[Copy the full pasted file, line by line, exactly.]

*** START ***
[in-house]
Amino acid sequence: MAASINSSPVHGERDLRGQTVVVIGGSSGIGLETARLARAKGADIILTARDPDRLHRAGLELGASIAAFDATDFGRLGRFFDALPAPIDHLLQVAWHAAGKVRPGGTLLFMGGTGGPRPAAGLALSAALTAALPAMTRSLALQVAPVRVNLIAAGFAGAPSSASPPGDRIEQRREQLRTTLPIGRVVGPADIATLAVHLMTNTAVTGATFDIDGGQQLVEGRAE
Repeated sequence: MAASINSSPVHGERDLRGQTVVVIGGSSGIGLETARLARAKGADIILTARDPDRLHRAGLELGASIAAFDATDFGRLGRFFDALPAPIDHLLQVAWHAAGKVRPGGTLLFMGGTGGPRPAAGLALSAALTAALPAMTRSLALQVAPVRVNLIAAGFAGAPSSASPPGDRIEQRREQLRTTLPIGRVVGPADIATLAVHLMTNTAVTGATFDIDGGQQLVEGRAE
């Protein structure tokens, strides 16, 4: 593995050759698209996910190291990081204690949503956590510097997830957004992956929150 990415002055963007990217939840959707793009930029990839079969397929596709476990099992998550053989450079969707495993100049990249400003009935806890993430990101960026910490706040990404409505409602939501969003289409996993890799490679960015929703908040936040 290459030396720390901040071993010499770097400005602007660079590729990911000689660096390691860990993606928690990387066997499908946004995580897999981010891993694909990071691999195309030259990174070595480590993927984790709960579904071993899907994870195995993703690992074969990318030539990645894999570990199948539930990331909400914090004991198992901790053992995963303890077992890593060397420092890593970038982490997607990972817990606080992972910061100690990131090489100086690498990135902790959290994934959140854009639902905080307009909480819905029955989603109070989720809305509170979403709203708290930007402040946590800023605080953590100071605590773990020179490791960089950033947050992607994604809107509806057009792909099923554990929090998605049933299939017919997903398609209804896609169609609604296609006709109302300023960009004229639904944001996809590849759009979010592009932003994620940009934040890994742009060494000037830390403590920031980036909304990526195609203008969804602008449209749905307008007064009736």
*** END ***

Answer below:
[in-house]
Amino acid sequence: MAASINSSPVHGERDLRGQTVVVIGGSSGIGLETARLARAKGADIILTARDPDRLHRAGLELGASIAAFDATDFGRLGRFFDALPAPIDHLLQVAWHAAGKVRPGGTLLFMGGTGGPRPAAGLALSAALTAALPAMTRSLALQVAPVRVNLIAAGFAGAPSSASPPGDRIEQRREQLRTTLPIGRVVGPADIATLAVHLMTNTAVTGATFDIDGGQQLVEGRAE
Repeated sequence: MAASINSSPVHGERDLRGQTVVVIGGSSGIGLETARLARAKGADIILTARDPDRLHRAGLELGASIAAFDATDFGRLGRFFDALPAPIDHLLQVAWHAAGKVRPGGTLLFMGGTGGPRPAAGLALSAALTAALPAMTRSLALQVAPVRVNLIAAGFAGAPSSASPPGDRIEQRREQLRTTLPIGRVVGPADIATLAVHLMTNTAVTGATFDIDGGQQLVEGRAE
């Protein structure tokens, strides 16, 4: 593995050759698209996910190291990081204690949503956590510097997830957004992956929150 990415002055963007990217939840959707793009930029990839079969397929596709476990099992998550053989450079969707495993100049990249400003009935806890993430990101960026910490706040990404409505409602939501969003289409996993890799490679960015929703908040936040 290459030396720390901040071993010499770097400005602007660079590729990911000689660096390691860990993606928690990387066997499908946004995580897999981010891993694909990071691999195309030259990174070595480590993927984790709960579904071993899907994870195995993703690992074969990318030539990645894999570990199948539930990331909400914090004991198992901790053992995963303890077992890593060397420092890593970038982490997607990972817990606080992972910061100690990131090489100086690498990135902790959290994934959140854009639902905080307009909480819905029955989603109070989720809305509170979403709203708290930007402040946590800023605080953590100071605590773990020179490791960089950033947050992607994604809107509806057009792909099923554990929090998605049933299939017919997903398609209804896609169609609604296609006709109302300023960009004229639904944001996809590849759009979010592009932003994620940009934040890994742009060494000037830390403590920031980036909304990526195609203008969804602008449209749905307008007064009736």